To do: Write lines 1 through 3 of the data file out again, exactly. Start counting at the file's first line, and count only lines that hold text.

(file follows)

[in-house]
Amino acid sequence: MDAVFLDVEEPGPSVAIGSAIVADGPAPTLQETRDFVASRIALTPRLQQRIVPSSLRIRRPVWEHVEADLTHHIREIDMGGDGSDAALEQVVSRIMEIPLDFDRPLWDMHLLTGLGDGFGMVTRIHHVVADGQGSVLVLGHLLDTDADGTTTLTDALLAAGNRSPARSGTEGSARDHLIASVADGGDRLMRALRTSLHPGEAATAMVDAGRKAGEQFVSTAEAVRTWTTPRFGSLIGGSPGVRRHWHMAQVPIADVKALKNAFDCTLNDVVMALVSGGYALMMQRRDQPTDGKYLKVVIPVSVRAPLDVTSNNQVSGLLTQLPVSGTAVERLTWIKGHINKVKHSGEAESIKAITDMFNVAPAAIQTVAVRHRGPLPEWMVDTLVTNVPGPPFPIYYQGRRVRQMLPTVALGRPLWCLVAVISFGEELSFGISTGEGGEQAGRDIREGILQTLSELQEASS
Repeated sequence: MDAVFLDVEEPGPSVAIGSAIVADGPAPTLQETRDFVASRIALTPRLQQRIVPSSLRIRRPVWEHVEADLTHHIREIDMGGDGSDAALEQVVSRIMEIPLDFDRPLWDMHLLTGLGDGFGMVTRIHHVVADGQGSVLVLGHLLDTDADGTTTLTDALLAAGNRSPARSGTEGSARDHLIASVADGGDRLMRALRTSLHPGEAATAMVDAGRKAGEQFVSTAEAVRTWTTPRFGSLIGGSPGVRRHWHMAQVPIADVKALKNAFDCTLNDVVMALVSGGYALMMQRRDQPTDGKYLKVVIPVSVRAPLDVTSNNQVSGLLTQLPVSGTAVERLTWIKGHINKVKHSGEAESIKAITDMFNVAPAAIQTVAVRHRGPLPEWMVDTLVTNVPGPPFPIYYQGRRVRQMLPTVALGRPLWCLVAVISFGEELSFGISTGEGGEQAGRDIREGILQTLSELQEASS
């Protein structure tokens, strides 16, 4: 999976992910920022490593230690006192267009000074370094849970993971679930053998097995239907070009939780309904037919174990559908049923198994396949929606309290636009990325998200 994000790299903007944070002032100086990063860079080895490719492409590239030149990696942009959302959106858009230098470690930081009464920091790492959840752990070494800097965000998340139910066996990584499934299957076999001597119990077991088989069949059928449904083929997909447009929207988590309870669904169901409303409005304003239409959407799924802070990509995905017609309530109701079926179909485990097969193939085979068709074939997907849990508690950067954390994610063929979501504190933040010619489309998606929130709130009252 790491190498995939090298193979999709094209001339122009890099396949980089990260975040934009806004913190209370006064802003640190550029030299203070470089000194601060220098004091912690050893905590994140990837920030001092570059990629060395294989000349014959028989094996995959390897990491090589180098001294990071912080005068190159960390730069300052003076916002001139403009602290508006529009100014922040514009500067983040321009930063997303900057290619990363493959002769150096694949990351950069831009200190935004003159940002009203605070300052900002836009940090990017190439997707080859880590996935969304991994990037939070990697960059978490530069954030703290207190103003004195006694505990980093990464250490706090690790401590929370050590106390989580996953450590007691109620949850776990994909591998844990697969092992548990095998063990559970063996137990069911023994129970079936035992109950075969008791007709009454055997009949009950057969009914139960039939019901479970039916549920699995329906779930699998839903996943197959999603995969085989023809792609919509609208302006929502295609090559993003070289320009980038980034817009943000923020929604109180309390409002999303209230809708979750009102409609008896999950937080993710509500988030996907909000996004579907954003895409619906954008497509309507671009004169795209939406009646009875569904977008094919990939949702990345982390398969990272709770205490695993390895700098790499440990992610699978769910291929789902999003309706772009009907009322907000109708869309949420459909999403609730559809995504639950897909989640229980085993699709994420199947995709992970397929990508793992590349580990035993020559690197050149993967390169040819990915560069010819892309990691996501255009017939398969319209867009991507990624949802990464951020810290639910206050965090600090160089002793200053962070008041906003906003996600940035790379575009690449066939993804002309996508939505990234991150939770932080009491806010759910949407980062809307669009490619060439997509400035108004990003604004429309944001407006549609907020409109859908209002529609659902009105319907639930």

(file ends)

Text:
[in-house]
Amino acid sequence: MDAVFLDVEEPGPSVAIGSAIVADGPAPTLQETRDFVASRIALTPRLQQRIVPSSLRIRRPVWEHVEADLTHHIREIDMGGDGSDAALEQVVSRIMEIPLDFDRPLWDMHLLTGLGDGFGMVTRIHHVVADGQGSVLVLGHLLDTDADGTTTLTDALLAAGNRSPARSGTEGSARDHLIASVADGGDRLMRALRTSLHPGEAATAMVDAGRKAGEQFVSTAEAVRTWTTPRFGSLIGGSPGVRRHWHMAQVPIADVKALKNAFDCTLNDVVMALVSGGYALMMQRRDQPTDGKYLKVVIPVSVRAPLDVTSNNQVSGLLTQLPVSGTAVERLTWIKGHINKVKHSGEAESIKAITDMFNVAPAAIQTVAVRHRGPLPEWMVDTLVTNVPGPPFPIYYQGRRVRQMLPTVALGRPLWCLVAVISFGEELSFGISTGEGGEQAGRDIREGILQTLSELQEASS
Repeated sequence: MDAVFLDVEEPGPSVAIGSAIVADGPAPTLQETRDFVASRIALTPRLQQRIVPSSLRIRRPVWEHVEADLTHHIREIDMGGDGSDAALEQVVSRIMEIPLDFDRPLWDMHLLTGLGDGFGMVTRIHHVVADGQGSVLVLGHLLDTDADGTTTLTDALLAAGNRSPARSGTEGSARDHLIASVADGGDRLMRALRTSLHPGEAATAMVDAGRKAGEQFVSTAEAVRTWTTPRFGSLIGGSPGVRRHWHMAQVPIADVKALKNAFDCTLNDVVMALVSGGYALMMQRRDQPTDGKYLKVVIPVSVRAPLDVTSNNQVSGLLTQLPVSGTAVERLTWIKGHINKVKHSGEAESIKAITDMFNVAPAAIQTVAVRHRGPLPEWMVDTLVTNVPGPPFPIYYQGRRVRQMLPTVALGRPLWCLVAVISFGEELSFGISTGEGGEQAGRDIREGILQTLSELQEASS